Yes, digital moments in BYU sports history, such as the famous John Beck to Jonny Harline touchdown pass to beat Utah, will be available for purchase. And NFTs of former BYU greats such as Steve Young, Ty Detmer and Jim McMahon will be available, with proceeds going to those legends or to the athletic department if that is what they request.

“It really is a fan experience site, for sure,” Cheney said. “And the primary experience revolves around collecting digital moments of BYU history.”

The CEO said that BYU fans who want to specifically support a current player, such as quarterback Jaren Hall, or a current team, like the gymnastics team or the Cougarettes, can do so by purchasing tradable NFTs. For instance, experiences like being on the sidelines during games, or in the tunnel before the team runs out on the field, could be made available.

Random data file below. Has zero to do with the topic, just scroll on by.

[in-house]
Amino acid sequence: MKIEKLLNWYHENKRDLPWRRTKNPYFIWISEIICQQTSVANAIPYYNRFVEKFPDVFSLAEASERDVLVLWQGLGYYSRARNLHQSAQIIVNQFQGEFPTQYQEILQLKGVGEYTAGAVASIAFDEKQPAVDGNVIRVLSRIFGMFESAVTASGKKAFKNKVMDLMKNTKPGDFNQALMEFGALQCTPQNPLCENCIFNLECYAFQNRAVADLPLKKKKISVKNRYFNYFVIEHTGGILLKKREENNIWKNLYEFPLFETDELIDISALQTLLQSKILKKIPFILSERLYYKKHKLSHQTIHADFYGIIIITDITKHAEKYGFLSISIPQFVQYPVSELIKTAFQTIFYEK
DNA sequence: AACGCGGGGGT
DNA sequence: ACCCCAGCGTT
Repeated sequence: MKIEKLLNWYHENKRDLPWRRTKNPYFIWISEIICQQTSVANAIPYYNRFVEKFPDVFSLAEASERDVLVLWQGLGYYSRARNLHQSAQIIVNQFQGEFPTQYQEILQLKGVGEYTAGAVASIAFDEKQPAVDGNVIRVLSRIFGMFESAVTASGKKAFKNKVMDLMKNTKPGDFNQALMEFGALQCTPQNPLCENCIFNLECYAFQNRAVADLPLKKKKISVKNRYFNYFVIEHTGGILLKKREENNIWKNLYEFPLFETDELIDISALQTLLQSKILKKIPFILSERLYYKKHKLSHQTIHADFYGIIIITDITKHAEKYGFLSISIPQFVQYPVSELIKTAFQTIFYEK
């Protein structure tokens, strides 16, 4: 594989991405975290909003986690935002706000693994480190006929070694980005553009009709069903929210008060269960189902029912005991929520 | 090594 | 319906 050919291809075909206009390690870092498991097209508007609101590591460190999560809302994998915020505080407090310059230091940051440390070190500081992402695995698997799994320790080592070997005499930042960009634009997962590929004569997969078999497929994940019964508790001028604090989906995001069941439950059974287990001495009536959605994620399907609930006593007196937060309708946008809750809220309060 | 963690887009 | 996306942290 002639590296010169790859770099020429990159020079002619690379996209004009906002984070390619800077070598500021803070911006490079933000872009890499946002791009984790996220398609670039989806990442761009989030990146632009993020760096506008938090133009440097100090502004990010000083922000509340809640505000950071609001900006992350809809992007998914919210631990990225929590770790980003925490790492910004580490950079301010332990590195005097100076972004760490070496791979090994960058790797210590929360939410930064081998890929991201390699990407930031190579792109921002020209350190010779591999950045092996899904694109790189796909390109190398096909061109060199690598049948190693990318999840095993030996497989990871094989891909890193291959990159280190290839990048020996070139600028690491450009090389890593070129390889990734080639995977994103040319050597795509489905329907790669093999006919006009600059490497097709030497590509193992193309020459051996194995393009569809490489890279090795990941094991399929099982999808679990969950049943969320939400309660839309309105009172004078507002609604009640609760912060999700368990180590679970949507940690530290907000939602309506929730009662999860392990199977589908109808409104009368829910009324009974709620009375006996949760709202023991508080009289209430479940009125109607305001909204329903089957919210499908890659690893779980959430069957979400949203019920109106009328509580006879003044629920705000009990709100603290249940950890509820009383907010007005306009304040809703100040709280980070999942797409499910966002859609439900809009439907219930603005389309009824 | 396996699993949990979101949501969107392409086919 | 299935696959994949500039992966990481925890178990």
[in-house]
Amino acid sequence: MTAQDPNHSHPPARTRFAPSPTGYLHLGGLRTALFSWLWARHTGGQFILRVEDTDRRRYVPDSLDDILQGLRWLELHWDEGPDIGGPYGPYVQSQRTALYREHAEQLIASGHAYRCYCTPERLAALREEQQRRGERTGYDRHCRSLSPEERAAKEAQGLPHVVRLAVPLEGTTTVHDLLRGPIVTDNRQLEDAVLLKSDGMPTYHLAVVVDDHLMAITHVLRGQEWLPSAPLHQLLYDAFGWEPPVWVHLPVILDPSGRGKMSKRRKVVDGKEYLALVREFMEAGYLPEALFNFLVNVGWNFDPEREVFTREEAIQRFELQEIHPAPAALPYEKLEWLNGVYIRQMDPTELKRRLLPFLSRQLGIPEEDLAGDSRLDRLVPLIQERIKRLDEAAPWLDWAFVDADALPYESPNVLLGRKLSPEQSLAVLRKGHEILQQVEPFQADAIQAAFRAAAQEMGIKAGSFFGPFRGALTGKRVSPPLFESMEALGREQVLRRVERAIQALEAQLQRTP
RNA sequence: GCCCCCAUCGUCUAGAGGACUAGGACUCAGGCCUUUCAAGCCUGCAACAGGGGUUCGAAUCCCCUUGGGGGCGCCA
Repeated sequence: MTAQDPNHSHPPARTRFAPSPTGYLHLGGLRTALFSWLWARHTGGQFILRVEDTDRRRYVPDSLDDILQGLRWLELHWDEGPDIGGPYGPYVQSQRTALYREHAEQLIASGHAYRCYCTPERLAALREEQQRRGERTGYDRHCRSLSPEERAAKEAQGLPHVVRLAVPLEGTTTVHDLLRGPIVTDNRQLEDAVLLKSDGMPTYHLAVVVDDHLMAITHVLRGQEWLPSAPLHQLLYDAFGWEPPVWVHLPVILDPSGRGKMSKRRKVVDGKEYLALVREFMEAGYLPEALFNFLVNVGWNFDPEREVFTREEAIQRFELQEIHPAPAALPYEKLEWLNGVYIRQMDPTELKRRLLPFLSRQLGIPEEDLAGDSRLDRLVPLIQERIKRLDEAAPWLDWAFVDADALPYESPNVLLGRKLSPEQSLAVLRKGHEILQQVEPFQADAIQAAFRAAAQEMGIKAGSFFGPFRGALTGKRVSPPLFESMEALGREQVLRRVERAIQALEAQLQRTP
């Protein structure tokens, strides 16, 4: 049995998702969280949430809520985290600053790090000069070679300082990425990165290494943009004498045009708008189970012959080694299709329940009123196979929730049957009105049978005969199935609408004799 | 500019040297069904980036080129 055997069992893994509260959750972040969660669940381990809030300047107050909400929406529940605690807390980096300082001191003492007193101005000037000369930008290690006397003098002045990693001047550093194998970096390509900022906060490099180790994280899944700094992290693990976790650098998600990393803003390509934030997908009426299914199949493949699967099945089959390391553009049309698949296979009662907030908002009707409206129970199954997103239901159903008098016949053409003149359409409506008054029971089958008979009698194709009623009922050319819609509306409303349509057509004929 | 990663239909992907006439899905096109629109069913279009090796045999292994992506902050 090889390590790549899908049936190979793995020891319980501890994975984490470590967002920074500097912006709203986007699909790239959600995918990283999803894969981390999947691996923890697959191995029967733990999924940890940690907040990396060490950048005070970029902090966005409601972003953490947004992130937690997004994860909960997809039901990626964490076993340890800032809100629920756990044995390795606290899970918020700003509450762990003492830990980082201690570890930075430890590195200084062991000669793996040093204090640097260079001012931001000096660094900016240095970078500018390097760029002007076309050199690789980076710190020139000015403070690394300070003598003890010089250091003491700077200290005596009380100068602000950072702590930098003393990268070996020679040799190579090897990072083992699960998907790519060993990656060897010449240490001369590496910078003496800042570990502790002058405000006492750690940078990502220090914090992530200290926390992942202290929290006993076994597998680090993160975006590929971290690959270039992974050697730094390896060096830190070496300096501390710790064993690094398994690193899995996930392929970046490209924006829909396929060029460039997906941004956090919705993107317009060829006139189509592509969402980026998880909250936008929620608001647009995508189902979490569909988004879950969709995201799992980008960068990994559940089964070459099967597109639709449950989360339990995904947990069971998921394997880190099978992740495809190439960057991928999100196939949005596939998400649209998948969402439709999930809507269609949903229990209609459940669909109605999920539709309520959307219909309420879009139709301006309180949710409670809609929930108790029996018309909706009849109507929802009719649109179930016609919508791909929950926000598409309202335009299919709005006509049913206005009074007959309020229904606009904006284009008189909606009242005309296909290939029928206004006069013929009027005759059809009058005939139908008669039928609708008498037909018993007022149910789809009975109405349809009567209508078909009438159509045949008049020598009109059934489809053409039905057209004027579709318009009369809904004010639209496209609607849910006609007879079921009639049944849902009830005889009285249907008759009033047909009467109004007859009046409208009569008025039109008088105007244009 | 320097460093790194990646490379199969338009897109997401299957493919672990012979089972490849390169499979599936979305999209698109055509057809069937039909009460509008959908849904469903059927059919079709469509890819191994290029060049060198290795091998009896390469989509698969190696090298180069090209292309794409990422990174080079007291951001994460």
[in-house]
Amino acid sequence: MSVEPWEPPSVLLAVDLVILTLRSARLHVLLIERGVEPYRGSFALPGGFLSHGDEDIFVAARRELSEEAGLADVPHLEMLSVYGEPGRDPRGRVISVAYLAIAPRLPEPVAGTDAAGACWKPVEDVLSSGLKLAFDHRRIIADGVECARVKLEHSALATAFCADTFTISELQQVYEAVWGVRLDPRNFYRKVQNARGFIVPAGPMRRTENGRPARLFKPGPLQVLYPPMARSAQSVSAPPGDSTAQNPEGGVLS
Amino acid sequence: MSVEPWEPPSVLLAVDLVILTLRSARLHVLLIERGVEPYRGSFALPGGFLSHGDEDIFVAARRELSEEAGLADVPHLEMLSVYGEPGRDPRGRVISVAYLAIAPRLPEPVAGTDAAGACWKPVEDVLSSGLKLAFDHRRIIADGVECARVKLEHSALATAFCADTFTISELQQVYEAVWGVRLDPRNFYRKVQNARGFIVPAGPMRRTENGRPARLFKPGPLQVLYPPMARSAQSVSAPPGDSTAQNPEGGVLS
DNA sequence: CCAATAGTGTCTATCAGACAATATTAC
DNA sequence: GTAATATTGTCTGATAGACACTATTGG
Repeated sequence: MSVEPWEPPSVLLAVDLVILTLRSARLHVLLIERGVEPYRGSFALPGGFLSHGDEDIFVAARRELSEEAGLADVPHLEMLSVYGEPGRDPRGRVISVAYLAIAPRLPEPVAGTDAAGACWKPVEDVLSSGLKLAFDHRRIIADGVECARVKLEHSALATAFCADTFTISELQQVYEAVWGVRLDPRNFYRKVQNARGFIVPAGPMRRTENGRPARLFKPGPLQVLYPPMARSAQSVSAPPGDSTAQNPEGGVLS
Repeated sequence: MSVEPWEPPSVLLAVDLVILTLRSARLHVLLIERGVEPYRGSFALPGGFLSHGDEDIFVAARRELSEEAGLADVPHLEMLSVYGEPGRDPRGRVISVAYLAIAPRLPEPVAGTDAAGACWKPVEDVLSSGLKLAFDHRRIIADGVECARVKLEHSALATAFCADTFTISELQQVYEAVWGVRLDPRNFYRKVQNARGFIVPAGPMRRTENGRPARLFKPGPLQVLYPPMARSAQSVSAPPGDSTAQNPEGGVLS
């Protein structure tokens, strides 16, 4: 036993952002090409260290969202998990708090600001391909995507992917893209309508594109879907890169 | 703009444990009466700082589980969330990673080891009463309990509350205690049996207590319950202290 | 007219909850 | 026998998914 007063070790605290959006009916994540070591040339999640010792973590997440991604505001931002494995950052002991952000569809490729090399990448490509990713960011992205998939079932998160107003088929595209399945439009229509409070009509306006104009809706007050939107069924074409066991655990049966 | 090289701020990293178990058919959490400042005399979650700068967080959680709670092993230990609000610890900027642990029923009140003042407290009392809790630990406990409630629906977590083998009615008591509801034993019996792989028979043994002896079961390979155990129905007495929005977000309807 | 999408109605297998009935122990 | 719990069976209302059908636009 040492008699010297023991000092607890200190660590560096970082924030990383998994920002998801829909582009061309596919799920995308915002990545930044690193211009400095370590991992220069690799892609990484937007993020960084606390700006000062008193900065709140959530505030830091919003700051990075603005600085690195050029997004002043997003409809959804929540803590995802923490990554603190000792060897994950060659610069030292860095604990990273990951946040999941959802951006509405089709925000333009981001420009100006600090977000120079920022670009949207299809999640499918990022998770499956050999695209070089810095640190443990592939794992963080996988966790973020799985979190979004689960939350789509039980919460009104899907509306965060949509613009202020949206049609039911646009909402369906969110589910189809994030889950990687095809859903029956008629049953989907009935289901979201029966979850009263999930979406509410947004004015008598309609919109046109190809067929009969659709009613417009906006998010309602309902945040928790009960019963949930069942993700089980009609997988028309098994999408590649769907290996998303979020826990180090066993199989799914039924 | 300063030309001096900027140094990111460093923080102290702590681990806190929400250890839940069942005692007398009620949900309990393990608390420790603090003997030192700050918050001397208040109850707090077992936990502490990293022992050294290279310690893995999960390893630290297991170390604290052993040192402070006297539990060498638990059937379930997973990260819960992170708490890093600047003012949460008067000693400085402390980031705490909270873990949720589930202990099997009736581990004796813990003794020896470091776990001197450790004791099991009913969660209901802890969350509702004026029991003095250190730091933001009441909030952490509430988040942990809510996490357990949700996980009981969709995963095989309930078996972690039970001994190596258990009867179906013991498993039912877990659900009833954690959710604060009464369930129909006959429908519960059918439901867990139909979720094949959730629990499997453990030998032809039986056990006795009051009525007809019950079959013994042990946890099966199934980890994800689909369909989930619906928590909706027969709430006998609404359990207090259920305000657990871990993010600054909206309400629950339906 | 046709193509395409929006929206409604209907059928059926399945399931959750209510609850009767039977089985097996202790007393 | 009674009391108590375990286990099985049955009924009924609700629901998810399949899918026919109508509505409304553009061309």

“Many of these things bring with them unique experiences that will allow the fans to engage with the teams, with the players, with the athletics department in ways that (they) haven’t personally experienced in other ways before, but (are) typically reserved for the highest level of donors,” he said.

One of the “experiences” might allow fans to play golf with members of the BYU men’s and women’s golf teams. Or hit tennis balls with members of the tennis teams.

“You could be the person that wins the golden ticket that goes on the field for the football game, with the players. And that is really exciting for the people that are going to get opportunities to do that.”

According to the release, Blockchain will be used to manage the capabilities of CougsRise.com, but the “user experience” will feel comfortable to people of all ages because of Ocavu’s UI innovations “that bring a familiar feel to newer technology that powers the internet.”

Related

There will also be opportunities for fans to earn and improve upon their “Cougar Score,” which brings more benefits the more NFTs are purchased.

Cheney said beta testing has already happened with positive reviews.